At this point we’ve already built the PSND for our project and can find critical path. Well, we have only one path across all our activities, and in my opinion we could call it critical path. Let’s take a look at the formal definition of critical path (PMBOK 6.6.2.2):

The critical path is the sequence of activities that represents the longest path through a project, which determines the shortest possible project duration.

So our path is the longest path and it show also the shortest possible time to finish the project as well. On the other hand our project schedule network diagram is linear and doesn’t provide any possibilities for deviation.

Compression and speeding up the project – fast tracking

In reality this linear PSND is simplification, because usually you have different work packages that can be done in parallel. We are considering just one work package in details, but even here we can do some activities in parallel. The first requirement for such parallelism is that different persons accomplish different activities. It’s obvious, but for the sake of consistency I mention it.

The second requirement comes from dependency’s type (PMBOK 6.3.2.2). The two most important types of these types for us now are mandatory and discretionary dependencies. The difference between them is that mandatory one must be met in any case, whereas discretionary one can be relaxed if it’s needed.

In Project Time Management there are several schedule compression techniques, which allows you to shorten the overall timeline of the project. One of them I’ll introduce right now, which is called fast tracking. It’s described in PMBOK in point 6.6.2.7:

Fast tracking. A schedule compression technique in which activities or phases normally done in sequence are performed in parallel for at least a portion of their duration. An example is constructing the foundation for a building before completing all of the architectural drawings. Fast tracking may result in rework and increased risk. Fast tracking only works if activities can be overlapped to shorten the project duration.

This is applicable only if there are discretionary dependencies, which you can remove. For sure you can’t remove mandatory dependencies, because it’s just impossible. In my opinion fast tracking requires the project manager good understand the field, where he manages the project. Such understanding comes either with experience or though consulting the subject matter experts (SME).

Let’s analyze the list of activities from our work package. It looks like that workers can make dismantling activities as well as they can move furniture before you buy the necessary materials, right? But to do it, they must be already hired, what in our current list comes after purchase of materials. Let’s update the list of activities and build new project schedule network diagram considering all the provided ideas.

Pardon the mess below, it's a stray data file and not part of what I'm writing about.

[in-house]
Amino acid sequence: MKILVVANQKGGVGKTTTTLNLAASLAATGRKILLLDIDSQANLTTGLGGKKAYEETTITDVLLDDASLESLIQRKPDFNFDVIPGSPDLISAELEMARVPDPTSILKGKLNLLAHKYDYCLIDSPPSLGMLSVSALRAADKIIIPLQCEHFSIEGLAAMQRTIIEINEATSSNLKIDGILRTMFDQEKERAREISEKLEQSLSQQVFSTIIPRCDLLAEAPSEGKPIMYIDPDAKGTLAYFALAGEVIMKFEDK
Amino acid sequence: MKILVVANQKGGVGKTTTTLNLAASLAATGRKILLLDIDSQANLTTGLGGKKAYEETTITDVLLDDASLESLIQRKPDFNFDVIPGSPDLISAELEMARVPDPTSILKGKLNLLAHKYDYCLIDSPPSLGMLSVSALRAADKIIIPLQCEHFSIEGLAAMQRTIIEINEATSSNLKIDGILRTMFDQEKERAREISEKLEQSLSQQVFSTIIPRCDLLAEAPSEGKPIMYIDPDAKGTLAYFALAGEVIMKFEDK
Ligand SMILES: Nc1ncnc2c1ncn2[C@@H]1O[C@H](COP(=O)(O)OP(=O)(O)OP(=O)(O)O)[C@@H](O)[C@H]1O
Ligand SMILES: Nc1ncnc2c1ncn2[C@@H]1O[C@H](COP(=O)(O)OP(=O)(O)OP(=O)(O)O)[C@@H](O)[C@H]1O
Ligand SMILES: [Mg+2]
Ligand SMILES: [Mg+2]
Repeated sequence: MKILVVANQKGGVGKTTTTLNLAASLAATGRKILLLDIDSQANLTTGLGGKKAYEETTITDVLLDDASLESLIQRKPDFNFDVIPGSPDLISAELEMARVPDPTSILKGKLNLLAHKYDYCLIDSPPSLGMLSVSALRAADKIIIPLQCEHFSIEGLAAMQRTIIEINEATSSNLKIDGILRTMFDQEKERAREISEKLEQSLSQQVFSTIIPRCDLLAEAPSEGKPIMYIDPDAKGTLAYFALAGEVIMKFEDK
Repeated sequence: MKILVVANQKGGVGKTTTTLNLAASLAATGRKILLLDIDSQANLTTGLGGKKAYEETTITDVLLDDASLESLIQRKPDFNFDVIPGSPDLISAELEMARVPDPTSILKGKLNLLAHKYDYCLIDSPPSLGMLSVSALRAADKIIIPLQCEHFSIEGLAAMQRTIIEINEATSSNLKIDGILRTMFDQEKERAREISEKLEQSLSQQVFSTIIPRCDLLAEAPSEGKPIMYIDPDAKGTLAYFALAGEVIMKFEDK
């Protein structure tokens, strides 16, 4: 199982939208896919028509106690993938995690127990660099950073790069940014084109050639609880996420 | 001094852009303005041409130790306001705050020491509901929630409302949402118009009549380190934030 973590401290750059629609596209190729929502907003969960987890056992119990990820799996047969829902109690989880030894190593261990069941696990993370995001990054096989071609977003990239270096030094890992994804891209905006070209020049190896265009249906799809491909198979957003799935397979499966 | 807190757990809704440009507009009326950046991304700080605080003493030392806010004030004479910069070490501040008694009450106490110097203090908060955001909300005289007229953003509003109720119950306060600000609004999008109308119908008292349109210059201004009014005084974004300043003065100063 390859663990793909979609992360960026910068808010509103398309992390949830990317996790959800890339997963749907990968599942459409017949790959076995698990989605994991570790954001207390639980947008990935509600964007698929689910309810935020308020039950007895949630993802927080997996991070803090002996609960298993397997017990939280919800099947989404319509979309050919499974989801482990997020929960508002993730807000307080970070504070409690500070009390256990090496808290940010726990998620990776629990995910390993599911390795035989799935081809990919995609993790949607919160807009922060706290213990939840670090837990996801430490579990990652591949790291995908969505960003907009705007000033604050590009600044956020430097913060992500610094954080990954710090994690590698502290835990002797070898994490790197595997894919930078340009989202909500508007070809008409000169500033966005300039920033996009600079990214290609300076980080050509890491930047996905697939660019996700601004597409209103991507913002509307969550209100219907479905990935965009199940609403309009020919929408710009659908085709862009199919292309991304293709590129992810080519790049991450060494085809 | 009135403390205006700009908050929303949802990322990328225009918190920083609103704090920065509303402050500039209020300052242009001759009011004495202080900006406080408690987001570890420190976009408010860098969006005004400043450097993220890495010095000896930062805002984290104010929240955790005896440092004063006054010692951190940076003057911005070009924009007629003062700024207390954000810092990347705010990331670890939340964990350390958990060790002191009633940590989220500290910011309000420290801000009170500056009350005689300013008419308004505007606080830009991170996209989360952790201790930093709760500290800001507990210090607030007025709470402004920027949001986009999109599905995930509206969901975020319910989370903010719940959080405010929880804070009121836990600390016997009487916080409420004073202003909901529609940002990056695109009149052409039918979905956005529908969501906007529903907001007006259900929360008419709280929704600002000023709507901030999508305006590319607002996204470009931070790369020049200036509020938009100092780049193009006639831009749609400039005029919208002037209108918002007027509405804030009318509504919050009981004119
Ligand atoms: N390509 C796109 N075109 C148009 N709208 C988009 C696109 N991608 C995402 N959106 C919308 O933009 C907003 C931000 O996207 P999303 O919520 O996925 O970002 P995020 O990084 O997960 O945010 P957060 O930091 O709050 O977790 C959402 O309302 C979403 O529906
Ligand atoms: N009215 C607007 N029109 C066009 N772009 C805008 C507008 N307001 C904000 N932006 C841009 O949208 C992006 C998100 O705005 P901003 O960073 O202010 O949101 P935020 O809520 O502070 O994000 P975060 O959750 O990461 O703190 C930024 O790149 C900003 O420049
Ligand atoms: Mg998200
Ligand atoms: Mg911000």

ID Activity
1.1.1 Find workers
1.1.2 Buy building materials
1.1.3 Move of the furniture
1.1.4 Dismantling old materials
1.1.5 Installing new ceiling
1.1.6 Installing new wallpapers
1.1.7 Installing new laminate
1.1.8 Move of the furniture back

021_pm_04_cpm_2

Now we can explain these green (early start/finish dates) and red (late start/finish dates) numbers, which forms the basis for critical path calculation. The green numbers are calculated by forward path as follow:

  • Set the early start value to the first our (1 in activity 1.1.1)
  • Add the duration of the activity and get the early finish date (5 in activity 1.1.1)
  • Move to the next activity and set the early start date as next hour (day) after finishing previous activity (6 in 1.1.2 and 1.1.13)
  • Repeat until the end of the project

Forward path calculates early start/finish date for all activities/work packages in your project. The most important part case is the one, when different parallel paths merge together (1.1.2 and 1.1.4 in 1.1.5). To set early start for 1.1.5 you should chose the biggest early finish value across predecessor activities, what is 23 in this case.

Now it’s “red” turn. Red numbers are calculated via backward path:

  • Set the value of the late finish of the last activity to early finish (53 in activity 1.1.8)
  • Remove the duration of the activity and get the late finish date (52 in 1.1.18)
  • Move to the predecessor activity and set the late finish date as previous hour (day) before starting current activity (51 in 1.1.7)
  • Repeat until the beginning of the project

Backward path calculates late start/finish date for all activities/work packages in your project. As well as with forward path, the most important case occurs, when the parallel activities merges:

  • After you have calculated late start for 1.1.5 you copy this number (decreased by one) into late finish 1.1.2 and 1.1.5.
  • For activity 1.1.2 the amount of late finish is bigger than early start. So here we have float, which is calculated as late finish date decreased by early finish (23 – 15 = 8).